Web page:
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|CONTACT:||Ray Massey • email@example.com
P.O. Box 21628, Juneau AK 99802
|August 8, 2008|
Alaska salmon, migratory birds on Copper River Delta may benefit from work of award-winning Forest Service researcher
JUNEAU, Alaska- The 1964 Good Friday earthquake in Alaska harmed and disrupted many people in Southcentral Alaska. Now, Forest Service scientist Dr. Gordon Reeves is leading research to learn how that earthquake may have affected fish, wildlife and migratory bird habitat on the Copper River Delta.
The Delta’s complex wetland, pond, and tidal sloughs are important for fish and migratory birds. The ponds’ plant life appears to have changed and many ponds are shrinking since the uplift caused by the 1964 earthquake. The Forest Service manages the 700,000-acre Delta primarily to provide healthy fish and wildlife habitat.
Reeves organized a 2007 study of water quality, biological characteristics and food structure of Delta ponds to learn how they had changed. He enlisted the help of eight researchers from several major universities for the research, and parlayed $20,000 of funding into $300,000 worth of work.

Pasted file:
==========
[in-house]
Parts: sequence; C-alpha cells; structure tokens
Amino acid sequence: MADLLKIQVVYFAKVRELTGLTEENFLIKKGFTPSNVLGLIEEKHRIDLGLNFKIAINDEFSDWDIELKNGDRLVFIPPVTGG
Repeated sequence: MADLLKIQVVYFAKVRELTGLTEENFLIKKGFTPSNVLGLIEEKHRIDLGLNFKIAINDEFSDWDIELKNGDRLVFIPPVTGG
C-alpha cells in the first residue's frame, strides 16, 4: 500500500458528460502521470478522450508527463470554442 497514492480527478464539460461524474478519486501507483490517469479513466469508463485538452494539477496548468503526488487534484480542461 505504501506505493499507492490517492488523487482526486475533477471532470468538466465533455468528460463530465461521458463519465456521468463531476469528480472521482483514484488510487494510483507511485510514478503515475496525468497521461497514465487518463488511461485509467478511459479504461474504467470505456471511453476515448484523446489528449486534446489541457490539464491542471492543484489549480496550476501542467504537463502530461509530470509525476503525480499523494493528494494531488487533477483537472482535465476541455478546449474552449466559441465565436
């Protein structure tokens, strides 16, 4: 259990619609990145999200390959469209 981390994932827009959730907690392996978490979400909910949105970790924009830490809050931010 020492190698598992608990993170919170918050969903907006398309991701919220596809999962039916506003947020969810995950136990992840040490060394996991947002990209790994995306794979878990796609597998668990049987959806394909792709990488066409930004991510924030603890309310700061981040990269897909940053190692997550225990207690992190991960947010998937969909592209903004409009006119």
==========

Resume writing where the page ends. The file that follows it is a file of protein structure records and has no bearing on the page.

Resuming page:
Reeves and his students published three scientific papers based on original research about the Delta. Managers are currently using the research to manage fish and wildlife habitat in Alaska, and to reconstruct the reasons for failing watersheds and fisheries in the Pacific Northwest.
Reeves recently won the “Excellence in Science and Technology Award” from the Alaska Region Forest Service for his work on the Copper River Delta. The award goes to an individual or group whose sustained research has had a major impact on the advancement of science, or the development and application of technology.
Reeves has a Ph.D. in fisheries science from Oregon State University. He works for the Forest Service Pacific Northwest Research Station at its Corvallis, Ore., forestry sciences laboratory.